Then neonicotinoid seed coatings came on the market. And some people thought they would be a huge boon for reducing pesticide use: You just put a tiny amount of pesticide exactly where it’s needed. The plant takes it in as it grows and cuts down on the amount farmers spray, reducing danger to farmworkers.
All that worked, just as hoped. But there was a problem: The neonic pesticides stuck around in the soil, or washed into creeks. Instead of breaking down quickly, they can persist in their toxic form for as long as two years. And because the neonics generally came as a seed coating, they had to be used prophylactically, not reactively — that is, instead of spraying in reaction to seeing lots of insects, farmers had to commit to buying seeds with neonics before the spring planting. A lot of farmers started using them routinely.
This is why there’s a real concern with neonics: They last so long, are used so widely, and affect such a wide variety of species, that many ecologists and environmental advocates now think that, even though they have reduced the use of sprayed pesticide, they have overall done more harm than good.
So what’s to be done?
There’s a lot that can be done. In California there’s an organization working with farmers to create bee habitat — among other things, it provides farmers with pollinator-friendly seed mixtures for cover crops and hedgerows. Even when they are trucking in domestic honeybees, fruit and nut farmers still rely heavily on wild pollinators — so they have an incentive to make improvements. As Manu Sanders pointed out previously in Grist, if you want bees, you have to provide food and lodging.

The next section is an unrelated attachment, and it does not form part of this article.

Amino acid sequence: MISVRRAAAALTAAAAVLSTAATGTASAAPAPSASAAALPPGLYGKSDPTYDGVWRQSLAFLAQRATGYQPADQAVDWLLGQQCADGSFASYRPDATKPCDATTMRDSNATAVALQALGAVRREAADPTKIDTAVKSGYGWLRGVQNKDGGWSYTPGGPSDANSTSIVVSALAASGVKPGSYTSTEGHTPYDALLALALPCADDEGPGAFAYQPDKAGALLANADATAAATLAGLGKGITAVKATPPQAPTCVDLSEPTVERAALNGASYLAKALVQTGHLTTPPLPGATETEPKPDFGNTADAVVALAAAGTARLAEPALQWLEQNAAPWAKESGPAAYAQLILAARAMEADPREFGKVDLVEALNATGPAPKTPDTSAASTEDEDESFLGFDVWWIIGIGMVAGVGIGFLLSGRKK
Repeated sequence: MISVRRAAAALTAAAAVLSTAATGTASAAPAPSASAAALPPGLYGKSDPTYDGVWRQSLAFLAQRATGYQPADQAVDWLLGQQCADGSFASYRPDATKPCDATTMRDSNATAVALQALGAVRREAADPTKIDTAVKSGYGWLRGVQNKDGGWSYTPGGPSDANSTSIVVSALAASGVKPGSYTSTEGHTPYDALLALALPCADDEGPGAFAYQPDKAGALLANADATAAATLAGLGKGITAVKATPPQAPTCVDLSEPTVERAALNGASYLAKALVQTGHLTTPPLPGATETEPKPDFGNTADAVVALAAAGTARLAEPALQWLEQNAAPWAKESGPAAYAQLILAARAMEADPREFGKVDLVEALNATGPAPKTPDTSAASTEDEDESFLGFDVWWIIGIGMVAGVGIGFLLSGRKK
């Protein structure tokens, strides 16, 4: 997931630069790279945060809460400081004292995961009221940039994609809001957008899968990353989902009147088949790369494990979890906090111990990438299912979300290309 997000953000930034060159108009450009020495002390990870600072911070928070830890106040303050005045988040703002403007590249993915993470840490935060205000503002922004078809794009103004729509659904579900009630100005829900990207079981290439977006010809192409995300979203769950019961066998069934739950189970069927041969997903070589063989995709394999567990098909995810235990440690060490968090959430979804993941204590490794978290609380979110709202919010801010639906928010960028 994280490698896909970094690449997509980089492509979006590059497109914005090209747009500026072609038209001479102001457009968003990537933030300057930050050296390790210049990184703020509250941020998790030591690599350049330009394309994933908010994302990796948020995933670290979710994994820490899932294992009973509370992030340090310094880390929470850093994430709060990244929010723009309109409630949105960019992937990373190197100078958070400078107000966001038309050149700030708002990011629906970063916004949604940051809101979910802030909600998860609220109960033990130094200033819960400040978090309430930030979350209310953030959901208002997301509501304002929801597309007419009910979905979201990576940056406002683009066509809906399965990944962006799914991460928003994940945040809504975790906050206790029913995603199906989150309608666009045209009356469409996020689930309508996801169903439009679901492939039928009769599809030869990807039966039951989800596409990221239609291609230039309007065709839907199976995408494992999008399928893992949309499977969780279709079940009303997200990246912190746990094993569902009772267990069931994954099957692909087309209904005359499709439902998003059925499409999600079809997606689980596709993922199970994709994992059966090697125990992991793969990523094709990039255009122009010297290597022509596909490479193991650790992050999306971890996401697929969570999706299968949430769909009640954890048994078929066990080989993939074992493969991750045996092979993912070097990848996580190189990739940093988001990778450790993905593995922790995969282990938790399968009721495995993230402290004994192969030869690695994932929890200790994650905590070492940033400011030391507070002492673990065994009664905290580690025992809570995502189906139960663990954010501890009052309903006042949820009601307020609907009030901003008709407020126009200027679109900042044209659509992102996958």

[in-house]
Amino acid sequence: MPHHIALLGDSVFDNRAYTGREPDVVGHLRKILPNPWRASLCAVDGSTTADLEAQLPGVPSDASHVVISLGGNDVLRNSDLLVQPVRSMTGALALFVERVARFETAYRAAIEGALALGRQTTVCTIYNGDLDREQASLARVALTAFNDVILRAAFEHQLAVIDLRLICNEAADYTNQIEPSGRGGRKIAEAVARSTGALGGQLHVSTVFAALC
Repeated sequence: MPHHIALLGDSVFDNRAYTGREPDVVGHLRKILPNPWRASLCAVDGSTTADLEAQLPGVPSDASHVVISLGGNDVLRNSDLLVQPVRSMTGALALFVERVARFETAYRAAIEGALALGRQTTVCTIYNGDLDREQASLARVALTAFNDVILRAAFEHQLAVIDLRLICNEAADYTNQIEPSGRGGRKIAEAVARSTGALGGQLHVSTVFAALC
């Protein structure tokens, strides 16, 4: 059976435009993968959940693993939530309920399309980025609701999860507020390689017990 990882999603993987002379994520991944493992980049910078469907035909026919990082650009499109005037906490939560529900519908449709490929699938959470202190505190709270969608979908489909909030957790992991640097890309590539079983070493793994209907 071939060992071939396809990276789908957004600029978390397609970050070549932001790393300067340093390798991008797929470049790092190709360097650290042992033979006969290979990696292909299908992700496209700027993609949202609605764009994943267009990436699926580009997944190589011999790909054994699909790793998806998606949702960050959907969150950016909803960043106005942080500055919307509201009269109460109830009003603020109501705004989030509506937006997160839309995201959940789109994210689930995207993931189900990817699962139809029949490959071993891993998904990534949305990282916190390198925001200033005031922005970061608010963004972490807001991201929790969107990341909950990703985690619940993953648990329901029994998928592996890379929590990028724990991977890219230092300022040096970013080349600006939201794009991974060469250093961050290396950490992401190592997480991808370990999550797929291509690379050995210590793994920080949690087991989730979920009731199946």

Dave Hunter, of Crown Bees, told me he tries to get orchard farmers to let the dandelions and clover grow under their trees. This greenery sucks up more water, but Hunter thinks the extra bees can improve yields enough to justify that water use. Hunter’s company provides leafcutter and mason bees — and anyone with a backyard can help propagate them by setting up a bee house. You can also plant pollinator habitat (though make sure you aren’t buying nursery flowers treated with neonics).
“The neat thing about pollinators,” Black told me, “is that anybody can take action.” We can all create, or restore, habitat. That’s habitat and food for bees, but also for moths, butterflies, birds, bats, flies, and beetles — all important pollinators. The city of Oslo has taken the extraordinary step of coordinating these bits of habitat into a “bee highway” across the city.
And finally, it makes a lot of sense to reduce the routine use of environmentally persistent pesticides. Systemic pesticides would be more attractive if scientists could find ways to formulate them so they don’t persist in the environment. In the meantime, I’d like to see a program — perhaps insurance, as I suggested in this piece — that would motivate farmers to try life without neonics.
Let’s do that experiment, and watch carefully to see what happens. Do farmers lose crops? Do they spray more? Who wins and who loses among wildlife, farmers, and eaters? If we can quantify those pluses and minuses, we can make sure that our solution isn’t worse than our problem.